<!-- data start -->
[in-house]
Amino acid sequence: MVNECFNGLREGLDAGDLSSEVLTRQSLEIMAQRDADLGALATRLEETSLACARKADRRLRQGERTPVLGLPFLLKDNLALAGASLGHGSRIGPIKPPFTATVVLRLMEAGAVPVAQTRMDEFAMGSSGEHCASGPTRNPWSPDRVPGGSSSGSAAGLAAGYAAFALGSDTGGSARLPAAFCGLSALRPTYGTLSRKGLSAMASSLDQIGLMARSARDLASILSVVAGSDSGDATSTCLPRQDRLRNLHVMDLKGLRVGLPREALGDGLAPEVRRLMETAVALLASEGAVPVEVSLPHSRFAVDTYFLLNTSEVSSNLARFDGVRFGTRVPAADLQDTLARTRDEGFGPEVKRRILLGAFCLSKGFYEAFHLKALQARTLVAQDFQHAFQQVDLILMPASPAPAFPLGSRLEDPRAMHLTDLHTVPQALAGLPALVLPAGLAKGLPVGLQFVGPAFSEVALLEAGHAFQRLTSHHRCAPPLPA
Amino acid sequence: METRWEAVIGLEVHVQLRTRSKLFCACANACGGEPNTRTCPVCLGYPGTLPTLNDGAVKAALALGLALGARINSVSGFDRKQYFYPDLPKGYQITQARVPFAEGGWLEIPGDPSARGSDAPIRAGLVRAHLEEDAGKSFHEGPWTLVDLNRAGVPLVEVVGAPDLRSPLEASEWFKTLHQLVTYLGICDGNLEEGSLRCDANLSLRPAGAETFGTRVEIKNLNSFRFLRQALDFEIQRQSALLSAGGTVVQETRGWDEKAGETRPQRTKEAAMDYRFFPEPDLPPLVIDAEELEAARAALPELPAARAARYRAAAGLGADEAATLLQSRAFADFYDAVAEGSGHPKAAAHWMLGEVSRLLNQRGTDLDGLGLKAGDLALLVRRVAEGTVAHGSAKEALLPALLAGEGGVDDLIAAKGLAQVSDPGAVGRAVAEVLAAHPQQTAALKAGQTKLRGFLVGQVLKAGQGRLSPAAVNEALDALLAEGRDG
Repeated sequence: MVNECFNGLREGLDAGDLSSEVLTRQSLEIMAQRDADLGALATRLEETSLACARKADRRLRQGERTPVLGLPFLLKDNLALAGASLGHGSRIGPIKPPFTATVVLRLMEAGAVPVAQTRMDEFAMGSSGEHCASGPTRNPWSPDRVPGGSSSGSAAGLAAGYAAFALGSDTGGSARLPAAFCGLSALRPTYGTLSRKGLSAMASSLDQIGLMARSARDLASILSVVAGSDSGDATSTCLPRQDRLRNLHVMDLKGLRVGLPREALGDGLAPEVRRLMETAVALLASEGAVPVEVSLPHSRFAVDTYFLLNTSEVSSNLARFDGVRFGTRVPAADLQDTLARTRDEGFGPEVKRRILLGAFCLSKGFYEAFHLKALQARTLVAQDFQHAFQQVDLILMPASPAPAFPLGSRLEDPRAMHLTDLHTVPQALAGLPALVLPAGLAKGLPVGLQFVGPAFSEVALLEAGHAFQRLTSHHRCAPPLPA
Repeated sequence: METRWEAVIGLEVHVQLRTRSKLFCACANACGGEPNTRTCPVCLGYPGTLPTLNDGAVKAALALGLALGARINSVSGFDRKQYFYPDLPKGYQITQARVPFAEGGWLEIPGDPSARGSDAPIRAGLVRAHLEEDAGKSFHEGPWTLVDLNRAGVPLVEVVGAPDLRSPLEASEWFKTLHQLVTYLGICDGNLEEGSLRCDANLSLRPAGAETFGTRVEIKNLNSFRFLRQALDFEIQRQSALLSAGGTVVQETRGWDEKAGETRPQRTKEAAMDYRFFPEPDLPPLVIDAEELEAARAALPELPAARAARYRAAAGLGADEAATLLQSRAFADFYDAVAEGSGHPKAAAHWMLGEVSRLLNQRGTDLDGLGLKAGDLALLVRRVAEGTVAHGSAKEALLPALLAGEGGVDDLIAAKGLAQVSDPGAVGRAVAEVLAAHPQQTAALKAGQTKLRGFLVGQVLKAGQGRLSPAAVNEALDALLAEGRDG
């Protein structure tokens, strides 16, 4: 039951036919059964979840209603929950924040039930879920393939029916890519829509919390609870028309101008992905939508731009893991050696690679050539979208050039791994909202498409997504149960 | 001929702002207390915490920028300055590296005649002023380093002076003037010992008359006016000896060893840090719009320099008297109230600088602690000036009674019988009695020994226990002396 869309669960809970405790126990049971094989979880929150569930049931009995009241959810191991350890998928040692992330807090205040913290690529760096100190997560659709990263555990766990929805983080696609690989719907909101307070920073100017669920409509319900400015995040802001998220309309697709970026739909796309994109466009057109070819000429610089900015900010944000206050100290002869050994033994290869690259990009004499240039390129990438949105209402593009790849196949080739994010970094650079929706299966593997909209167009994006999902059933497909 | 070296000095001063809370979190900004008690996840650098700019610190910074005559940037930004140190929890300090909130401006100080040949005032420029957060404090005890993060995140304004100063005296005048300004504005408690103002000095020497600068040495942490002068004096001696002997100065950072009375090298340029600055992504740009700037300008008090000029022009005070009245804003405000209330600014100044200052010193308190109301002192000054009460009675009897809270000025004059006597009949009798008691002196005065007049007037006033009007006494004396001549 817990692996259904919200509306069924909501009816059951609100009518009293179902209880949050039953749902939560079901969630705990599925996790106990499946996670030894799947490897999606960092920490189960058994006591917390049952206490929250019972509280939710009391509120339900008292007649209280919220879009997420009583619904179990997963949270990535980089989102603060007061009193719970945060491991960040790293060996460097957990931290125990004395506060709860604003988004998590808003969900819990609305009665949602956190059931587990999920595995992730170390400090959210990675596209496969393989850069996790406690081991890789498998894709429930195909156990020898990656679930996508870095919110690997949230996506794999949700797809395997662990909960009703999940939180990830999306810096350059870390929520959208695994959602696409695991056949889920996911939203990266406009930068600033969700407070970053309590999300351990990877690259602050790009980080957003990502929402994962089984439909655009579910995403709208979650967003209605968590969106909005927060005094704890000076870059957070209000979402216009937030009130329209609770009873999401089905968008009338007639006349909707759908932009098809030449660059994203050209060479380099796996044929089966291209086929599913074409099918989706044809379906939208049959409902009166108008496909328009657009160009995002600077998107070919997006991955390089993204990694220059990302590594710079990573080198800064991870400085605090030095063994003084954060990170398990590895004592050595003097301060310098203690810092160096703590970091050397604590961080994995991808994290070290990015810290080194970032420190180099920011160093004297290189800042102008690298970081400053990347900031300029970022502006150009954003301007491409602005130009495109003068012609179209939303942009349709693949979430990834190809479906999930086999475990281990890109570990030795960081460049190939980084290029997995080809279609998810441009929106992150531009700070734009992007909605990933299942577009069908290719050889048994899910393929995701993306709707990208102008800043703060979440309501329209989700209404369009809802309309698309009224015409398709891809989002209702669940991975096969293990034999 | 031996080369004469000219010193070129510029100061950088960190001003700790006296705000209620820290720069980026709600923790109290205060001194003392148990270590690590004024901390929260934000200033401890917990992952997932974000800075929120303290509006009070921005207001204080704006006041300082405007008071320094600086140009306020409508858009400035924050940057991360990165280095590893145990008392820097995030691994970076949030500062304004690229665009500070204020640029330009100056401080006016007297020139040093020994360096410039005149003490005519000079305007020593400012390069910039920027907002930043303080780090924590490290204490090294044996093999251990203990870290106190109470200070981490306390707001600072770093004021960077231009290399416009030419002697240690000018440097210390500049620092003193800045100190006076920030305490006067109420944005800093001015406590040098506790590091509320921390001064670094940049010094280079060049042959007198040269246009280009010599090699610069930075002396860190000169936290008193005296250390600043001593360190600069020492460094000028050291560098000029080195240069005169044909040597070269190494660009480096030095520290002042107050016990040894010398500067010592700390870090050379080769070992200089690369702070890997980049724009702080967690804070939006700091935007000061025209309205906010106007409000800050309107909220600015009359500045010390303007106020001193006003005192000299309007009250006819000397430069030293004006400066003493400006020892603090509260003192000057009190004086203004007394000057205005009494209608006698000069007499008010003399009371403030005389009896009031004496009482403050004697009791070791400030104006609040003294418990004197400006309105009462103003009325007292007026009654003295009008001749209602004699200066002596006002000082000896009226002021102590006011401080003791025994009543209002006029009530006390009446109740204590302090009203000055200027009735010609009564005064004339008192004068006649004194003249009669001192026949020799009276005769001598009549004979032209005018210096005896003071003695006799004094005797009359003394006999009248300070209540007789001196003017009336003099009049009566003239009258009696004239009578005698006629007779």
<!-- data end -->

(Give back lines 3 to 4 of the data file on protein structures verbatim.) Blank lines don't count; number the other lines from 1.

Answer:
Amino acid sequence: METRWEAVIGLEVHVQLRTRSKLFCACANACGGEPNTRTCPVCLGYPGTLPTLNDGAVKAALALGLALGARINSVSGFDRKQYFYPDLPKGYQITQARVPFAEGGWLEIPGDPSARGSDAPIRAGLVRAHLEEDAGKSFHEGPWTLVDLNRAGVPLVEVVGAPDLRSPLEASEWFKTLHQLVTYLGICDGNLEEGSLRCDANLSLRPAGAETFGTRVEIKNLNSFRFLRQALDFEIQRQSALLSAGGTVVQETRGWDEKAGETRPQRTKEAAMDYRFFPEPDLPPLVIDAEELEAARAALPELPAARAARYRAAAGLGADEAATLLQSRAFADFYDAVAEGSGHPKAAAHWMLGEVSRLLNQRGTDLDGLGLKAGDLALLVRRVAEGTVAHGSAKEALLPALLAGEGGVDDLIAAKGLAQVSDPGAVGRAVAEVLAAHPQQTAALKAGQTKLRGFLVGQVLKAGQGRLSPAAVNEALDALLAEGRDG
Repeated sequence: MVNECFNGLREGLDAGDLSSEVLTRQSLEIMAQRDADLGALATRLEETSLACARKADRRLRQGERTPVLGLPFLLKDNLALAGASLGHGSRIGPIKPPFTATVVLRLMEAGAVPVAQTRMDEFAMGSSGEHCASGPTRNPWSPDRVPGGSSSGSAAGLAAGYAAFALGSDTGGSARLPAAFCGLSALRPTYGTLSRKGLSAMASSLDQIGLMARSARDLASILSVVAGSDSGDATSTCLPRQDRLRNLHVMDLKGLRVGLPREALGDGLAPEVRRLMETAVALLASEGAVPVEVSLPHSRFAVDTYFLLNTSEVSSNLARFDGVRFGTRVPAADLQDTLARTRDEGFGPEVKRRILLGAFCLSKGFYEAFHLKALQARTLVAQDFQHAFQQVDLILMPASPAPAFPLGSRLEDPRAMHLTDLHTVPQALAGLPALVLPAGLAKGLPVGLQFVGPAFSEVALLEAGHAFQRLTSHHRCAPPLPA